Newly minted bachelor’s degree chemists continue to face high unemployment and flat salaries, according to an annual survey of recent graduates by the American Chemical Society.
The unemployment rate for chemists earning bachelor’s degrees in 2015 is down to 12.3% in 2015 from 13.2% in 2014—and a peak of 14.9% in 2013. But it remains far higher than for chemists overall, who had an unemployment rate of 3.1% in 2015 (C&EN, Nov. 9, 2015, page 30).
Of new bachelor’s degree recipients who got jobs, slightly more found permanent positions in 2015: 29.8%, compared with 28.0% in 2014. The group’s median salary rose from $40,000 in 2014 to $41,000 in 2015.
The largest number of recent bachelor’s degree grads—33.9%—went on to graduate school, down from 35.1% in 2014. And this year, for the first time in at least a decade, the survey shows that the median salary for men and women is equal, at $40,000.
The survey includes respondents at the bachelor’s, master’s, and doctoral levels who graduated between July 2014 and June 2015. The following tables and charts highlight data from 1,542 bachelor’s degree awardees because they made up the vast majority of respondents.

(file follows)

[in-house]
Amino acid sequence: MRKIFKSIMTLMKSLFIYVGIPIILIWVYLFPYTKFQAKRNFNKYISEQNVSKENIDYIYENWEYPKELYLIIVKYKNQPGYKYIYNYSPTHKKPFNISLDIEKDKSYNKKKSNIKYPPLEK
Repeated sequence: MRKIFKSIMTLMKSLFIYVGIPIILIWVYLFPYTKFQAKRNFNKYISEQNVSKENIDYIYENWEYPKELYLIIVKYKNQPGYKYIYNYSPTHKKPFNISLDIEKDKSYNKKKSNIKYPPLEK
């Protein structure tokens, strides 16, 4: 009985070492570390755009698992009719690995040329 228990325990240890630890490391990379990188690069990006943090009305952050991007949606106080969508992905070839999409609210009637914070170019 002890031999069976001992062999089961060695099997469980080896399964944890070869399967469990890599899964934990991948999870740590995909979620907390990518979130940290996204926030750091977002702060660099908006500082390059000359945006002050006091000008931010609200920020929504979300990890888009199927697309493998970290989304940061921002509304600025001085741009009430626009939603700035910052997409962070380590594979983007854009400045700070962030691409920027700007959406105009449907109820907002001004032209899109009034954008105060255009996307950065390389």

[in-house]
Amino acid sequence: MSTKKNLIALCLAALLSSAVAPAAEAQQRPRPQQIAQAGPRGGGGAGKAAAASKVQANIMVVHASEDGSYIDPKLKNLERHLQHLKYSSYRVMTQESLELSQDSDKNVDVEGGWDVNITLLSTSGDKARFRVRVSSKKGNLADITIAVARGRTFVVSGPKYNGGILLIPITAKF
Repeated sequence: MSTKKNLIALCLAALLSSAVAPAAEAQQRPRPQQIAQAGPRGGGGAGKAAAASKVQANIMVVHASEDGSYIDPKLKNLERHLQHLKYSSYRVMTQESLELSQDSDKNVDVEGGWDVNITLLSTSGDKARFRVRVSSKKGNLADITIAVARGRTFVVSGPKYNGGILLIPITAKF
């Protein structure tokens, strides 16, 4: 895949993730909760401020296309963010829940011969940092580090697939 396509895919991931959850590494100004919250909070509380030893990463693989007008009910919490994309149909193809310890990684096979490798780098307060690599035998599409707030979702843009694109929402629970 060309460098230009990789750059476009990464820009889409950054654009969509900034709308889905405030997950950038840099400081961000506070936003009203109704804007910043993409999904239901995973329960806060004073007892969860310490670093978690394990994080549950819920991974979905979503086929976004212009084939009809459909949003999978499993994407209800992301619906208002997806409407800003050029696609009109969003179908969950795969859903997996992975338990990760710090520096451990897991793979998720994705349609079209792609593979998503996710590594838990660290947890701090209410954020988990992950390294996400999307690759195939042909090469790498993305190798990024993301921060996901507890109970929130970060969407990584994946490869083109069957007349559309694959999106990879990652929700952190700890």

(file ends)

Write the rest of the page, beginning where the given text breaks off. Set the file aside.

This is the last time C&EN will be presenting this and other surveys in this format. ACS is changing how it is surveying its members to get a more accurate view of whom ACS members are. We will be changing how we report that in response. More details are coming soon.
For more on the survey, visit bit.ly/2bLc3vv.
Note for all graphs: Survey of new graduates in chemistry, chemical engineering, and related fields at universities that agreed to share their information with ACS. Data collected between October 2015 and January 2016 from 1,974 people who graduated between July 2014 and June 2015. Only bachelor’s degree data reported. A total of 1,542 responses were collected from bachelor’s degree recipients.